My right honourable friend the Minister of State, Department of Health (Mike O’Brien) has made then following Written Ministerial Statement.
Following concerns about delivery out-of-hours primary care services being raised in summer 2009, I met with primary care professionals in order to understand the issues in more detail and consider what action might be taken to improve out-of-hours services to patients. The broader context to this was that in June 2009, the Care Quality Commission (CQC) began an investigation into the out-of-hours (OOH) primary care services in five primary care trusts (PCTs) provided by the company Take Care Now. The enquiry was prompted by the tragic death of a patient in February 2008 after he was administered 100mg of diamorphine by a locum doctor from Germany.
CQC published an update on its independent enquiry in October 2009. This included a preliminary conclusion that all PCTs needed to improve their monitoring of out-of-hours services, particularly of the quality of the service patients receive. Dr David Colin-Thomé, National Clinical Director for Primary Care subsequently wrote to PCTs in support of the CQC’s recommendation in their update report and reminding them of their responsibilities around performance management of OOHs providers and ensuring general practitioners working in OOHs are fit to practise that role.
I also asked Dr David Colin-Thomé, National Clinical Director for Primary Care at the Department of Health and Professor Steve Field, Chairman of Council, Royal College of General Practitioners, as two respected and experienced general practitioners, to jointly lead a review of current arrangements for the local commissioning and provision of out-of-hours services. In so doing, they considered the commissioning and performance management of OOH services; the selection, induction, training and use of OOH clinicians; and the management and operation of medical performers lists.
I have published Dr Colin-Thomé and Professor Field’s subsequent report today and placed copies in the Library. The report sets out a number of recommendations including:
PCTs should review the performance management arrangements in place for their out-of-hours services, ensure they are robust, and fit for purpose;
the Department of Health should issue guidance to PCTs to assist them in making decisions about whether or not a doctor has the necessary knowledge of English to be admitted to their medical performers list;
the Department of Health should develop and introduce an improvement programme for PCTs to support their commissioning and performance management of out-of-hours services;
out-of-hours providers should consider the recruitment and selection processes in place for clinical staff, ensure they are robust, and follow best practice; and
strategic health authorities should consider how they monitor action taken by PCTs in response to the report and in carrying out appropriate performance management of out-of-hours providers.
The report’s recommendations are an important reminder to PCTs and providers of their obligations to ensure safe and effective out-of-hours services for patients and as such—insofar as they apply to the Department or the National Health Service—I have not only accepted them in full but I am today announcing further improvements to out of hours GP services.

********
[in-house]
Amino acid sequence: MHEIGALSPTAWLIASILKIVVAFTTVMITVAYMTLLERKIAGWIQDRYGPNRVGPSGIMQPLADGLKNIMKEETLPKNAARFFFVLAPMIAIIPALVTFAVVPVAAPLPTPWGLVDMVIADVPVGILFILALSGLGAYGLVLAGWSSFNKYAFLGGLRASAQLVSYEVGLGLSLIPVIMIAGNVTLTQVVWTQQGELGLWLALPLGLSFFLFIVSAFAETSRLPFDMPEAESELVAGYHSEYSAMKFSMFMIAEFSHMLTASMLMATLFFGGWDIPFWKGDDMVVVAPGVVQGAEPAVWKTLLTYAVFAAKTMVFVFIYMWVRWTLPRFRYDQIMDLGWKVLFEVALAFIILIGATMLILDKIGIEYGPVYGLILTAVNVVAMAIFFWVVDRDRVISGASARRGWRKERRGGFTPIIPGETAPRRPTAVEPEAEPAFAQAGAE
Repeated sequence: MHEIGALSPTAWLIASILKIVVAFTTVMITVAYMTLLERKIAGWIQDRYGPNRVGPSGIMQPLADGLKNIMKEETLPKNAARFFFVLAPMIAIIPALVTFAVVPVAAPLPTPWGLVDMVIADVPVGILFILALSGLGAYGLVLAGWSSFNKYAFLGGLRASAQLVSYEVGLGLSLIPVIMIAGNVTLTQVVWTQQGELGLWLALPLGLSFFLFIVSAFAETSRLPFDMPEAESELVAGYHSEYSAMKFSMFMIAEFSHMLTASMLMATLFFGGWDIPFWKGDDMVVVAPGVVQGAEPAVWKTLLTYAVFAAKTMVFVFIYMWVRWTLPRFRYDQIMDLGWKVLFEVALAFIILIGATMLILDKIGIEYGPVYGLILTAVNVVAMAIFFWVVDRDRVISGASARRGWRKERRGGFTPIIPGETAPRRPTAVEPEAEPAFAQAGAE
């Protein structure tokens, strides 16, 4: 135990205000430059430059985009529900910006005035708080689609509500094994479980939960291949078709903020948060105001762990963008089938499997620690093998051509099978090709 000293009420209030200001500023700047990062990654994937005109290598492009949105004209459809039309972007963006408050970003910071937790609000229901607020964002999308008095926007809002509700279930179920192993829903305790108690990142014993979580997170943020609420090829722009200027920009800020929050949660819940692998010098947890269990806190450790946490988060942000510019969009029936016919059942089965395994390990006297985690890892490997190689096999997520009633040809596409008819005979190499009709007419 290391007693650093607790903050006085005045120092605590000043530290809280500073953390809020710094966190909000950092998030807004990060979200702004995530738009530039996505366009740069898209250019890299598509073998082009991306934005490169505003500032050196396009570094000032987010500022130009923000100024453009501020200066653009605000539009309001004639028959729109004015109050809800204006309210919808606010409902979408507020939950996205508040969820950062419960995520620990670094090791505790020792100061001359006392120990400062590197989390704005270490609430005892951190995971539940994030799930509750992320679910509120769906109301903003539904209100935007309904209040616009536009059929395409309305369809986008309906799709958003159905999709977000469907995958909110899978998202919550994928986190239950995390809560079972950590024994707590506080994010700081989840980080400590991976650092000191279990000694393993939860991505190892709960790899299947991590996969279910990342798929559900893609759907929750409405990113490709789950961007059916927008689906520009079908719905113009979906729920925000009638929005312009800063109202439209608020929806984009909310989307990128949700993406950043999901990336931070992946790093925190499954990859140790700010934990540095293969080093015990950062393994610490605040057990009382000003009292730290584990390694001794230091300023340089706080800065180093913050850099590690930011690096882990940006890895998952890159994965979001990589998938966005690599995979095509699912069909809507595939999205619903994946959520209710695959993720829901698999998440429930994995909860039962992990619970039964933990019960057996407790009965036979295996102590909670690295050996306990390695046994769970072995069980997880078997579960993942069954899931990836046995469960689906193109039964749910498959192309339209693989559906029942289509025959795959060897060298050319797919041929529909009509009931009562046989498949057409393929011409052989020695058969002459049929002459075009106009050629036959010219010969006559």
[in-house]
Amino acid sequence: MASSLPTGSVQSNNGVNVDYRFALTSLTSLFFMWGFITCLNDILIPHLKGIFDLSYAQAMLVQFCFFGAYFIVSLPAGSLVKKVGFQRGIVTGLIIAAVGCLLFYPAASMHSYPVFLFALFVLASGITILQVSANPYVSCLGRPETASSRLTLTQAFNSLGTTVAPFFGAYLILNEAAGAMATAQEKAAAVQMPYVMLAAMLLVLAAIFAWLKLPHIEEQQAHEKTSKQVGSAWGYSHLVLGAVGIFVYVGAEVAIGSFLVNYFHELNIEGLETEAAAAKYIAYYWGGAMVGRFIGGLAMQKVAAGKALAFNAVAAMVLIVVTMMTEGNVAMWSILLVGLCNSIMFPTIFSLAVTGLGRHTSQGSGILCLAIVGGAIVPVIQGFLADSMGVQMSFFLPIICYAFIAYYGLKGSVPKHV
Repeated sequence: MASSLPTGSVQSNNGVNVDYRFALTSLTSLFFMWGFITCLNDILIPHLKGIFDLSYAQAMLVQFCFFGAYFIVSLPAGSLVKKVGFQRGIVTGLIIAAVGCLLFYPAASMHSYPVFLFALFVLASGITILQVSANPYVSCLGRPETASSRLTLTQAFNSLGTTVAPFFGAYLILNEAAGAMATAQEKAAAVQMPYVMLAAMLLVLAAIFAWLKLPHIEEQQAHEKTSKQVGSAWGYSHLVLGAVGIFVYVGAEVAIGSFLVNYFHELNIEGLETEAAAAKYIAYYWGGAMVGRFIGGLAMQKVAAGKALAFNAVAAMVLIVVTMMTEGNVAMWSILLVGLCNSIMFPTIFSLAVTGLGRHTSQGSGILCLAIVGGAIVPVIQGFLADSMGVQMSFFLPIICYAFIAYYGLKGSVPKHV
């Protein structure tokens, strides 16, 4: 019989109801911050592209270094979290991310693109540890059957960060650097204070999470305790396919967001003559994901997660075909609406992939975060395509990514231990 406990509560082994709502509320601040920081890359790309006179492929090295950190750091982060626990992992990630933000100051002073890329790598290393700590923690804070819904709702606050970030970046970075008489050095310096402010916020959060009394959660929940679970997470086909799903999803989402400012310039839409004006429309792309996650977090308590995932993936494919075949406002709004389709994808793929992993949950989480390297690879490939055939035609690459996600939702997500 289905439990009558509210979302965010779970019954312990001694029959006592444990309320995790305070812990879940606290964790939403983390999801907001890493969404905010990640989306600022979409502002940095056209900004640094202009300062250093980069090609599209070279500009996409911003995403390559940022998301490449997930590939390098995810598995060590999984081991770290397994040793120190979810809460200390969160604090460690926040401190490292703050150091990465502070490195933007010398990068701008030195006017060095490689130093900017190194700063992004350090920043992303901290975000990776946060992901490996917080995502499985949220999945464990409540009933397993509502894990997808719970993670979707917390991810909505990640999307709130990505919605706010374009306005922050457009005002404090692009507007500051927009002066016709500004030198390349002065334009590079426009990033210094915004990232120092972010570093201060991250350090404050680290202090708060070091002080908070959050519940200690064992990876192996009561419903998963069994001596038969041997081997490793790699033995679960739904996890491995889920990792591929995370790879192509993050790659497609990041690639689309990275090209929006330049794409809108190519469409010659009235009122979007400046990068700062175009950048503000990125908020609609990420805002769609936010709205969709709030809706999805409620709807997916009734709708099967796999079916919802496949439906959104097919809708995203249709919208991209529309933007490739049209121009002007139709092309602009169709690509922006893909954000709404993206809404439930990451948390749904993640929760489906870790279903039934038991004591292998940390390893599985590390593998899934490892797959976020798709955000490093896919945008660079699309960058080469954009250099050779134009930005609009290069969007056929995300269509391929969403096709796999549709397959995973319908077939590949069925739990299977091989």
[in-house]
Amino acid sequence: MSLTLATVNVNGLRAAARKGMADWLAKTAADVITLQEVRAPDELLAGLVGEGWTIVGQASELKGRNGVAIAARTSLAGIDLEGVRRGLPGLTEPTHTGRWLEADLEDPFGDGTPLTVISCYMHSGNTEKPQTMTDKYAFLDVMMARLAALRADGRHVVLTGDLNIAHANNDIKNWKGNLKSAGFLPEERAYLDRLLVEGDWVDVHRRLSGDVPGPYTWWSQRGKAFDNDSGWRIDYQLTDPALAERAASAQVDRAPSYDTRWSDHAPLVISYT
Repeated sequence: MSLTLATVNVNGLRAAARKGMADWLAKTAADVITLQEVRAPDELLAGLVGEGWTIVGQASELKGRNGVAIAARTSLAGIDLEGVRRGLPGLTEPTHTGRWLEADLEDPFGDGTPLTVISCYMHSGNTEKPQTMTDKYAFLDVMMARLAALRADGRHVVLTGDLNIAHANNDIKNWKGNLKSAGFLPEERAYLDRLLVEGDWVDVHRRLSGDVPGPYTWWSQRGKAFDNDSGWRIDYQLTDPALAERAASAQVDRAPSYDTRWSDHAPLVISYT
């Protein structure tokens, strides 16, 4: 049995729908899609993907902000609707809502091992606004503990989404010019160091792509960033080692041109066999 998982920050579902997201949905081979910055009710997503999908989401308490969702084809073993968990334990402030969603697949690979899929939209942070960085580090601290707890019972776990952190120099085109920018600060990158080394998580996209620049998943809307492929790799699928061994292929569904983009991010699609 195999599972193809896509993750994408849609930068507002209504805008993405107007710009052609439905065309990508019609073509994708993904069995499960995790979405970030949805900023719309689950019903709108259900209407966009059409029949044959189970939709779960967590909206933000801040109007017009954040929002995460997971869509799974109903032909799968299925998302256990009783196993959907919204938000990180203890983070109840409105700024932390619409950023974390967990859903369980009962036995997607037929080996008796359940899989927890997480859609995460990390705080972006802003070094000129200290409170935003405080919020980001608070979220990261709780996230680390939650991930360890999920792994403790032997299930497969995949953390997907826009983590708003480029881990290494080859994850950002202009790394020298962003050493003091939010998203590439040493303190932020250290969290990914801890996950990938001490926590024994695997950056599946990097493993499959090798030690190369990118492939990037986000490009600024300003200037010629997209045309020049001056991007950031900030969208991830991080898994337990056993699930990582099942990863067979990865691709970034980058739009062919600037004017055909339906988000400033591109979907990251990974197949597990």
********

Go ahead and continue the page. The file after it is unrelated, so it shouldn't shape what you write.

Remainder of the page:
review the existing national quality requirements in order to develop a stronger set of national, minimum standards which all out-of-hours providers will be required to meet;
introduce a new national model contract for out-of- hours provision, based on the new national minimum standards, to reflect the characteristics of existing high-quality provision;
through stronger performance management by SHAs, tighten existing controls to ensure PCTs are meeting their legal obligations through commissioning and contracting arrangements and that providers are employing competent clinicians to practice as GPs in primary care out-of-hours. It is also my intention to direct PCTs to review their current procedures and to ensure that they have a clear policy in place for assessing the language knowledge of persons applying for inclusion on the local perfomers list; and
require PCTs to increase their engagement and involvement of GPs in ensuring high-quality provision of out-of-hours services through, for example, Local Medical Committees, RCGP groups, RCGP faculties, clinical executive groups, local and with practice-based commissioning consortia.
We will be consulting relevant stakeholders on these proposals including the British Medical Association, the Royal College of General Practitioners, the NHS Alliance and the National Association of Primary Care.
In the meantime, officials in the department will continue working with the NHS to ensure they are implemented. In particular, to continue to implement the recommendations of the Tackling Concerns Locally: the Performers List system, A review of current arrangements and recommendations for the future, published in March 2009.
The NHS chief executive Sir David Nicholson will be writing to NHS organisations to bring this report to their attention and seeking assurances that they are meeting their obligations as set out in the report. At the same time, the department will issue new interim guidance to PCTs to assist them in complying with their obligations to ensure all doctors admitted to their performers list have a satisfactory knowledge of English.
My right honourable friend the Minister of State, Department of Health (Mike O’Brien) has made the following Written Ministerial Statement.
A report on the current arrangements for the local commissioning and provision of out-of-hours primary care services has today been published by the Department of Health and placed in the Library.